In the D&D Cyclopedia, the guide line is, if they roleplayed to the GM's satisfaction that session, give them 1/20th of a level.
In AD&D2, and in 3E, overcoming a challenge by any means, be it RPing, combat, or puzzle-solving your way out of it, gets the XP value of the opponent.
In Holmes Basic, the following is found on page 11:
Monsters killed or overcome by magic or wits are
worth experience points to be divided among the entire
Noting the use of "wits" - that can be extended to include Roleplaying an interaction with them that results in their ceasing to be a threat.
In AD&D 1E, the following is noted on page PH 106:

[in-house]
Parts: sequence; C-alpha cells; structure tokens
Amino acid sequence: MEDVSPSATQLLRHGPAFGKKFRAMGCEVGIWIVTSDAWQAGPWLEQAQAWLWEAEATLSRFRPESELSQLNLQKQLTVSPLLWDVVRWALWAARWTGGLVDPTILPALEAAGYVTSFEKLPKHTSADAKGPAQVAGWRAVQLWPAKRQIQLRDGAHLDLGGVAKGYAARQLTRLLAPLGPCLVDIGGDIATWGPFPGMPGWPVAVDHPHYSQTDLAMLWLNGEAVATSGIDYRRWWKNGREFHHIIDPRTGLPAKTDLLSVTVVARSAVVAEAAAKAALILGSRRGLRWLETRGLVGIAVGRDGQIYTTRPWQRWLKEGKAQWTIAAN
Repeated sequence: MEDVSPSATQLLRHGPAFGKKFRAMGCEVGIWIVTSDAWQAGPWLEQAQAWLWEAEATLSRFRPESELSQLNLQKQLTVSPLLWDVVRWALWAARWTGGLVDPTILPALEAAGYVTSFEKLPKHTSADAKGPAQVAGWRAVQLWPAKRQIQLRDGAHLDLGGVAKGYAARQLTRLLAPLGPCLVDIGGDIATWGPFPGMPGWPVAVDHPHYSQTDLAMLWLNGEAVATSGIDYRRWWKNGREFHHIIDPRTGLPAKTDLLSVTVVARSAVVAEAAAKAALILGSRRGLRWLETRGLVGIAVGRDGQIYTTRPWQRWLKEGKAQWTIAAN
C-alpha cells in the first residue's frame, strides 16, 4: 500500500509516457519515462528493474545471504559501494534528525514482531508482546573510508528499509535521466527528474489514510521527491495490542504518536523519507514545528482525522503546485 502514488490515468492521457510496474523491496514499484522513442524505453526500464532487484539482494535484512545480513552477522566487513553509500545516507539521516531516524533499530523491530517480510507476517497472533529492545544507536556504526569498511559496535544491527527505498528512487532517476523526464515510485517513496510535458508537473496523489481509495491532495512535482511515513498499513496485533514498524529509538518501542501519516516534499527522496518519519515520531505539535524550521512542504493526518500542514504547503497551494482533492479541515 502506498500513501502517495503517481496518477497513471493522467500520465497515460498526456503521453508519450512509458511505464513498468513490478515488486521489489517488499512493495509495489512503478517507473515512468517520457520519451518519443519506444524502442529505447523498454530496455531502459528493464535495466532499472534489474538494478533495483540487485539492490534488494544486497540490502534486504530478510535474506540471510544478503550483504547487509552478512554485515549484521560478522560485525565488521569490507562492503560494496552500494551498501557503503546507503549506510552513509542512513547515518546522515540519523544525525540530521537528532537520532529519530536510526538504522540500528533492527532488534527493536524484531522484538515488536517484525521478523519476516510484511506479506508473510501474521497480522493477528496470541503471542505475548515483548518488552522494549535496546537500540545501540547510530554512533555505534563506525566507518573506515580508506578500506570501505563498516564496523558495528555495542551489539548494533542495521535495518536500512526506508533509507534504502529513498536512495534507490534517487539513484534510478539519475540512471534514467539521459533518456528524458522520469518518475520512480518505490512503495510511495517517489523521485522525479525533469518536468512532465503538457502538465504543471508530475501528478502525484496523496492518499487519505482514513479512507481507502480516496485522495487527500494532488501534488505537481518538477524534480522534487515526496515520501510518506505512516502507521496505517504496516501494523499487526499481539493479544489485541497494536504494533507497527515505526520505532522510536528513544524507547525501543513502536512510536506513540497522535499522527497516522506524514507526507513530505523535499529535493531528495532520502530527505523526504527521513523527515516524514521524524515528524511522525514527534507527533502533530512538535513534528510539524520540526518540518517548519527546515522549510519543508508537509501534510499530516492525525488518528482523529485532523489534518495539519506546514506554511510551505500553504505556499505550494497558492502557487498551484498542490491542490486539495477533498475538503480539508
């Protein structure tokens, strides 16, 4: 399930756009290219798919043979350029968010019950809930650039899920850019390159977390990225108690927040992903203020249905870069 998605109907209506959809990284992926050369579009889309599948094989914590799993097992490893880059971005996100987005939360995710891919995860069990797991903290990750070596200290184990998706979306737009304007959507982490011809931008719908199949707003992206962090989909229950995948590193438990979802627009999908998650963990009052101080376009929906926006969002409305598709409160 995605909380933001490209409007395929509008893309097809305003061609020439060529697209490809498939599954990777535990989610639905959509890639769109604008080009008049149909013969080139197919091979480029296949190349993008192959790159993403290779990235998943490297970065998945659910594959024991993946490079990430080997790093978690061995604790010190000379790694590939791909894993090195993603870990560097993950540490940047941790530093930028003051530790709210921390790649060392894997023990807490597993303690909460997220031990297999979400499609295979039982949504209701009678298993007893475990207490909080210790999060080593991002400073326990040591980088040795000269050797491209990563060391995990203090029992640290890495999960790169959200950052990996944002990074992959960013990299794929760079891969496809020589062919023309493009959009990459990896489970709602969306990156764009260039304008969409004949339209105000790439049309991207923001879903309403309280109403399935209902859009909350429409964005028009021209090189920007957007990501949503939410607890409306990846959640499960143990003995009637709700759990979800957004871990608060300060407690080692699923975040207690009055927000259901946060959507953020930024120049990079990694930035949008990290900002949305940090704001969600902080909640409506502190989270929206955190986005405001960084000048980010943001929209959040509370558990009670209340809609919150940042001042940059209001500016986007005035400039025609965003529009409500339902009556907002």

Finally, clerics' major aims are to use their spell abilities to aid during ony
given encounter, fighters aim to engage in combat, magic-users aim to
cast spells, thieves aim to make gain by stealth, and monks aim to use their
unusual talents to come to successful ends. If characters gain treasure by
pursuit of their major aims, then they are generally entitled to a full share
of earned experience points awarded by the DM.
AD&D 1E DMG (Dec 1979 revision), on page 86, gives an extensive bit on how roleplaying is to be tracked, based upon class and alignment. It doesn't affect XP earned, but the effects of having earned them - it's the determinant of the number of weeks training required to advance (generating a number between 1 and 4), and those have a set cost in GP (Level x 1500gp). No training, no advancement, and you cap 1 point shy of the level after. So, not an XP award, but clearly an incentivization of role-play.